Donald Trump’s immigration proposal rests on three assumptions: that immigration hurts American workers; that illegal immigration, in particular, is linked to violent crime; and that illegal immigrants drain government resources. Each of these beliefs is belied by the available academic evidence.
“The influx of foreign workers holds down salaries, keeps unemployment high, and makes it difficult for poor and working-class Americans . . . to earn a middle-class wage.” — Trump immigration plan, August 2015
Trump comes closest to having a point in making this case, although the case — that immigration harms the worst-off citizens — does not justify the remedy he proposes.
The laws of supply and demand suggest that a larger supply of labor (more immigrants) will lower wages. But the economic literature points to a counterintuitive conclusion.
“The most recent academic research suggests that, on average, immigrants raise the overall standard of living of American workers by boosting wages and lowering prices,” the Brookings Institution’s Hamilton Project found. “One reason is that immigrants and U.S.-born workers generally do not compete for the same jobs; instead many immigrants complement the work of U.S. employees and increase their productivity.”
Economists disagree most sharply over immigration’s impact on the wages of the small share of U.S.-born workers with less than a high school education. Here, research by George Borjas and Lawrence Katz of Harvard University found that immigration reduced the wages of these workers by 4.7 percent, while another study, by two other economists, Gianmarco Ottaviano and Giovanni Peri, found that wages for this group increased, albeit slightly.
Assume the Borjas-Katz crowd is correct. Even so, if you are concerned about high unemployment among African American youth — and you should be — there are far more significant causes, and far more effective ways to tackle that problem than deporting illegal immigrants.
“Overall macroeconomic conditions are a much more important factor in the youth and young-adult labor market than is undocumented immigration,” Katz told me by e-mail. “In fact, attempts to bring undocumented workers out of the shadows . . . could open up opportunities for such workers in ways that might open more entry-level jobs for teens and disadvantaged minority workers.”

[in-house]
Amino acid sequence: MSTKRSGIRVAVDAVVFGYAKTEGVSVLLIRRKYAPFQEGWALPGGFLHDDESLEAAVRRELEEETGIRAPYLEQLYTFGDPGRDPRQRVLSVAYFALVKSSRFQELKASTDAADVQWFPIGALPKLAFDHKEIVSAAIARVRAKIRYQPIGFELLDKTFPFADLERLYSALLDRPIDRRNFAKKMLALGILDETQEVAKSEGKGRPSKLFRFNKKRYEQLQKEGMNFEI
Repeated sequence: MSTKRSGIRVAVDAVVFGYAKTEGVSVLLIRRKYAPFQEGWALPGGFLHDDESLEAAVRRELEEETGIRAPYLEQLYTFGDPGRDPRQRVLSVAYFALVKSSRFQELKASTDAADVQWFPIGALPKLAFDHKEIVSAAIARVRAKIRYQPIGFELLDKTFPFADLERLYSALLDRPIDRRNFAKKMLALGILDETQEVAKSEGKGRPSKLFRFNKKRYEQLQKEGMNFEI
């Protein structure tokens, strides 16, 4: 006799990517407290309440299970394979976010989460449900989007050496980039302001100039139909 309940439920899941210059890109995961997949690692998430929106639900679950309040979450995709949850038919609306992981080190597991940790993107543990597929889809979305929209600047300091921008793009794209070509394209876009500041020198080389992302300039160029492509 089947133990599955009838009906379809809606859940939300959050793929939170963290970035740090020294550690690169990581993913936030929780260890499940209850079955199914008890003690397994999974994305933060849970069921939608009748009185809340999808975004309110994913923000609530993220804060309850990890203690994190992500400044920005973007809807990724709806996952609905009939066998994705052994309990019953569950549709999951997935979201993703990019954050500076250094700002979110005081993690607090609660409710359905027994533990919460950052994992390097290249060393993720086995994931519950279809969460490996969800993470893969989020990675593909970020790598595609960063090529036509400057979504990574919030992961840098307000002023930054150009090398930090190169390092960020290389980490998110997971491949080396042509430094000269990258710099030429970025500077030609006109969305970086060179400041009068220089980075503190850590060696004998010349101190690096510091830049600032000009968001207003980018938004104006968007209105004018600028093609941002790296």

Gordon Hanson, an economist at the University of California at San Diego who has co-authored studies with Borjas, noted that immigration from Mexico is down significantly, so the question is not how to stop the influx, but what to do about those already here.
“If the issue is black unemployment, sending immigrants back home to Mexico is going to have an almost imperceptible effect,” he said. Meantime, the costs would be astronomical.
“The impact in terms of crime has been tragic. In recent weeks, the headlines have been covered with cases of criminals who crossed our border illegally only to go on to commit horrific crimes against Americans.”
The outcry is understandable; the facts prove Trump wrong. Study after study has debunked the notion that increased immigration, legal or illegal, produces a spike in crime. Indeed, the converse may be true.
“Over the past 20 years, during a time that immigration into this country has skyrocketed . . . there has been no evidence that immigration is linked to positive increases in crime,” said Northeastern University criminologist Jacob Stowell. “Often there is an inverse association: Higher immigration means less crime.”
A 2010 study by University of Colorado sociologist Tim Wadsworth found that “cities with the largest increases in immigration between 1990 and 2000 experienced the largest decreases in homicide and robbery during the same time.”
“The costs for the United States have been extraordinary: U.S. taxpayers have been asked to pick up hundreds of billions in healthcare costs, housing costs, education costs, welfare costs, etc.”
Immigration does strain state and local budgets, particularly for education, in areas where immigrants cluster, although immigrants also pay state and local taxes. But for the federal budget, immigration represents a fiscal plus.
“The consensus of the economics literature is that the taxes paid by immigrants and their descendants exceed the benefits they receive — that on balance they are a net positive for the federal budget,” the Hamilton Project concluded.
Illegal immigrants aren’t entitled to welfare, food stamps, Medicare or Social Security or unemployment benefits. Indeed, they often pay federal taxes and contribute more than $12 billion annually to Social Security alone without being able to collect.
Trump is off base — not just in his extreme prescriptions, but in his underlying beliefs. And that is the most disturbing part of this debate because those wrongheaded assumptions are shared by pretty much the entire GOP presidential field.